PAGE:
As social scientists, we wondered if there is any evidence to support this perceived economic threat, a perception that can provide fertile ground for current rounds of racist and xenophobic political messaging.
Our work at the Center for Employment Equity at the University of Massachusetts, Amherst, involves using Equal Employment Opportunity Commission data to explore workplace discrimination and diversity in states and cities across the U.S. Our aim is to discover and promote more equitable workplaces.
In our most recent report, called “Race, States and the Mixed Fate of White Men,” we examined the connection between minority populations and the job prospects of white men in private sector companies.
White male privilege
Social scientists generally agree on three research findings about white men in the U.S. and the notion that they are losing their unearned but expected racial privileges.
First, white men at every education level are more likely than women and non-Asian minorities to get access to higher wage jobs.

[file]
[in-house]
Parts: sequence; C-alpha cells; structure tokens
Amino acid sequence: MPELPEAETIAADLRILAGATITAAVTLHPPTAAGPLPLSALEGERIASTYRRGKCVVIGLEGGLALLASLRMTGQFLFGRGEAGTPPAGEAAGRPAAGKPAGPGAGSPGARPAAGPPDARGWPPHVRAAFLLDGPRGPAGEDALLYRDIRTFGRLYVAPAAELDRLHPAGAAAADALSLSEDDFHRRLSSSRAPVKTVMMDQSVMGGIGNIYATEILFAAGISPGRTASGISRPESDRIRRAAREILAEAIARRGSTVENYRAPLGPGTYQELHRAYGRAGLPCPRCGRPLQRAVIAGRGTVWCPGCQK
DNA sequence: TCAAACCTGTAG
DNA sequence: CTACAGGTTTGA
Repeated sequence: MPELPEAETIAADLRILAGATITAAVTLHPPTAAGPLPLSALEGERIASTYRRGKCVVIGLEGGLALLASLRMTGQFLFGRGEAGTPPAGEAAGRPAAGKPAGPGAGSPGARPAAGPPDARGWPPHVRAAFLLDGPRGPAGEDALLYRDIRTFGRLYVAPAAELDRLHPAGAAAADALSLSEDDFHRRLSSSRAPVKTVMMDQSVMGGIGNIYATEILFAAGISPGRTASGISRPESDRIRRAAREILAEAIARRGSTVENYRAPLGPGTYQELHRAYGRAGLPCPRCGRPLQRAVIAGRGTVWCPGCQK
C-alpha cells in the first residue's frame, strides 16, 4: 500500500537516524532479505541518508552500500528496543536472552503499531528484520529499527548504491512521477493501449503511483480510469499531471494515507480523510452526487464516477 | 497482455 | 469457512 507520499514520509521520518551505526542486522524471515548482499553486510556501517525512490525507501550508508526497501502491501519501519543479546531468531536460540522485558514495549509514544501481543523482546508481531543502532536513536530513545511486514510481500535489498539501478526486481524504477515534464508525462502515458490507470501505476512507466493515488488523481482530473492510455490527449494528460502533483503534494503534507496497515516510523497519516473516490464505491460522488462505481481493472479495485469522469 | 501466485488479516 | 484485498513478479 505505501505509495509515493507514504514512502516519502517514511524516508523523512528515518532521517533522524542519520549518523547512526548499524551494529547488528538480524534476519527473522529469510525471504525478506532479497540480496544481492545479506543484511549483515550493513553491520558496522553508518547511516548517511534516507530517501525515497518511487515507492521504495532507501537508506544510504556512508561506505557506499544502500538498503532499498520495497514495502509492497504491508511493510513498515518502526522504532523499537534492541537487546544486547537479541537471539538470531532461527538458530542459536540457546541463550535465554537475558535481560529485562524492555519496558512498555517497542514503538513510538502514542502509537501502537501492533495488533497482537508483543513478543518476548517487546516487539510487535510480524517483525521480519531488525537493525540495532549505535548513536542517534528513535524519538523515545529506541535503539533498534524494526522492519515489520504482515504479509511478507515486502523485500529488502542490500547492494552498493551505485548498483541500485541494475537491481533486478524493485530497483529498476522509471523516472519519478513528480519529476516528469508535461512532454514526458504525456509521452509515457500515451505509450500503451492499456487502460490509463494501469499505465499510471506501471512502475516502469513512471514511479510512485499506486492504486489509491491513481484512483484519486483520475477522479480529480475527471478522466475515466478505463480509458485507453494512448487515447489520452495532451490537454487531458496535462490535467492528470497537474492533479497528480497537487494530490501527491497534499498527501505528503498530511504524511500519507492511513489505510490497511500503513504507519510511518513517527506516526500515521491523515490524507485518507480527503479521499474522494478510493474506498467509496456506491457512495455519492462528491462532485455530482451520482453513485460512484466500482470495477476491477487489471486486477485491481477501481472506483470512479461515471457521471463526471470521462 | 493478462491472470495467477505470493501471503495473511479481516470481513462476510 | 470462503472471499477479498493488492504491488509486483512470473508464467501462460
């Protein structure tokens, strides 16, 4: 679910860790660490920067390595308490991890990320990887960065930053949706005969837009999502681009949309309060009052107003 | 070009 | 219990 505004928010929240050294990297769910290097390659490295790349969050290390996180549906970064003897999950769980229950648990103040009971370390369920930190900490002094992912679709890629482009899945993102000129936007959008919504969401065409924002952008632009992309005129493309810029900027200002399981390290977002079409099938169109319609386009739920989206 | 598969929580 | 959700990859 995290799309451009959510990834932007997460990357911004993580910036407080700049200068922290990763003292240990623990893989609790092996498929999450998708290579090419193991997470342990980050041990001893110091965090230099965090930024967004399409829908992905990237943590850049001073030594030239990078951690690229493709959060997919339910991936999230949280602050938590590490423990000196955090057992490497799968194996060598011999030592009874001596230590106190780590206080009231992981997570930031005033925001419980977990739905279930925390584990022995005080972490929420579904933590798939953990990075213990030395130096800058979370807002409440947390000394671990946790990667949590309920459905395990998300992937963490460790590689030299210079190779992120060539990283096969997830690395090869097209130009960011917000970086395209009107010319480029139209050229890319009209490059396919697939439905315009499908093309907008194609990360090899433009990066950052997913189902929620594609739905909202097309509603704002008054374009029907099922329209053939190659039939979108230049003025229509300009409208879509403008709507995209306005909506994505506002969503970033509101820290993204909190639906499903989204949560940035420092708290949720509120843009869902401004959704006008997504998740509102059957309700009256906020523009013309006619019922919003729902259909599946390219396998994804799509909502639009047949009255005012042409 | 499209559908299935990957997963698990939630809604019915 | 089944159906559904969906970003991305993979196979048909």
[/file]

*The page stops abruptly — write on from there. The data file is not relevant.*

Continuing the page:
Second, while wages of average working class people in the U.S. have stagnated in recent decades, and economic insecurity has grown, earnings for middle- and upper-class jobs – which are dominated by educated whites – have soared.
A third and more recent finding is that working class white men are the group that is most racially resentful and most opposed to further immigration. This finding is based on analyses of survey data of the whole U.S. population examining both voting behavior and attitudes towards blacks and immigrants, zeroing in on President Donald Trump’s core supporters and the content of his political messaging to them.
We suspected that the reception to racist and xenophobic messages might be a reflection of a growing competition between working class whites and minority men for increasingly insecure, low-wage jobs.
White men dominate the executive suite
In our study, we compared different racial groups’ share of specific occupations with their percentage of their state’s workforce. In other words, we wanted to see how over- or underrepresented white, black and Hispanic men were in various jobs.
In general, we found that while some white men are prospering in executive and managerial roles, there is another group of white men with very different employment experiences.
At the top end of the labor market, our data showed that in every state white men were overrepresented in executive and managerial jobs. But this white male privilege varied substantially by state. White men got even more of the top jobs in states with larger minority populations.
From The Conversation/fullstory
Posted by The non-Conformist